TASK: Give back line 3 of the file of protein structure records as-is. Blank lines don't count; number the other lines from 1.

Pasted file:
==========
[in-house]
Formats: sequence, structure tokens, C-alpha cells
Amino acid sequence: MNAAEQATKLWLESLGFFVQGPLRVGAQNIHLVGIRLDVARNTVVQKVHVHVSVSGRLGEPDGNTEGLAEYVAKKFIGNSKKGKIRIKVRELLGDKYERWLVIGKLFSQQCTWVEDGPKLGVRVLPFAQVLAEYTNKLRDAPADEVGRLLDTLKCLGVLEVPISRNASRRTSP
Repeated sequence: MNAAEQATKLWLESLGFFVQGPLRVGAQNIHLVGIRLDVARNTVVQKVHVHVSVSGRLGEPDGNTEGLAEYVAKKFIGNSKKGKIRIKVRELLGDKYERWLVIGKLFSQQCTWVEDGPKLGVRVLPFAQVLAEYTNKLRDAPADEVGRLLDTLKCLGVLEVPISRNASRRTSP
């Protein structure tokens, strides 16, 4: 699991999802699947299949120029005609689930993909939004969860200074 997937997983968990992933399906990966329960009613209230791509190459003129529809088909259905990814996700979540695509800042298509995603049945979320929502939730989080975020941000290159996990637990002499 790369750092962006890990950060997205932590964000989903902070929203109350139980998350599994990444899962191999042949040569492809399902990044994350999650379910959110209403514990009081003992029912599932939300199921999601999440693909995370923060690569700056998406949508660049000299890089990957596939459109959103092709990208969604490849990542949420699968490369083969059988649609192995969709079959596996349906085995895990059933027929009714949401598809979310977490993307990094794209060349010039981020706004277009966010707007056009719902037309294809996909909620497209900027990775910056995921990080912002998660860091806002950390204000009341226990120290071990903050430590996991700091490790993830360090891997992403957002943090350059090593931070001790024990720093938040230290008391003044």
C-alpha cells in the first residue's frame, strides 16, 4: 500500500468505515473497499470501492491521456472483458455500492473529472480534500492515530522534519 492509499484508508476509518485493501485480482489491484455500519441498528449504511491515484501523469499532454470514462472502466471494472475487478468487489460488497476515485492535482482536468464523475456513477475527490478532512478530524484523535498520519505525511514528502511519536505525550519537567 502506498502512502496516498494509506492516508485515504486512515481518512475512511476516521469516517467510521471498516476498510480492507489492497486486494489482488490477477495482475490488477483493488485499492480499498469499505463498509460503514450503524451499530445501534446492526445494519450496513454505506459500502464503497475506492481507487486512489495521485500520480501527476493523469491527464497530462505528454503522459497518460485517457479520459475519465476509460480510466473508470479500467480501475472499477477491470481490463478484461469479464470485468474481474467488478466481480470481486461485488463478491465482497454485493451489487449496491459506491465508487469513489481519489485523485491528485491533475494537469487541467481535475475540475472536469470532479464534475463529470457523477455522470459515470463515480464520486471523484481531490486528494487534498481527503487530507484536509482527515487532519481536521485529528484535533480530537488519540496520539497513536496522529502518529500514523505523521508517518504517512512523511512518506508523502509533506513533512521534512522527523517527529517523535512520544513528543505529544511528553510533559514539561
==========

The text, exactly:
Amino acid sequence: MNAAEQATKLWLESLGFFVQGPLRVGAQNIHLVGIRLDVARNTVVQKVHVHVSVSGRLGEPDGNTEGLAEYVAKKFIGNSKKGKIRIKVRELLGDKYERWLVIGKLFSQQCTWVEDGPKLGVRVLPFAQVLAEYTNKLRDAPADEVGRLLDTLKCLGVLEVPISRNASRRTSP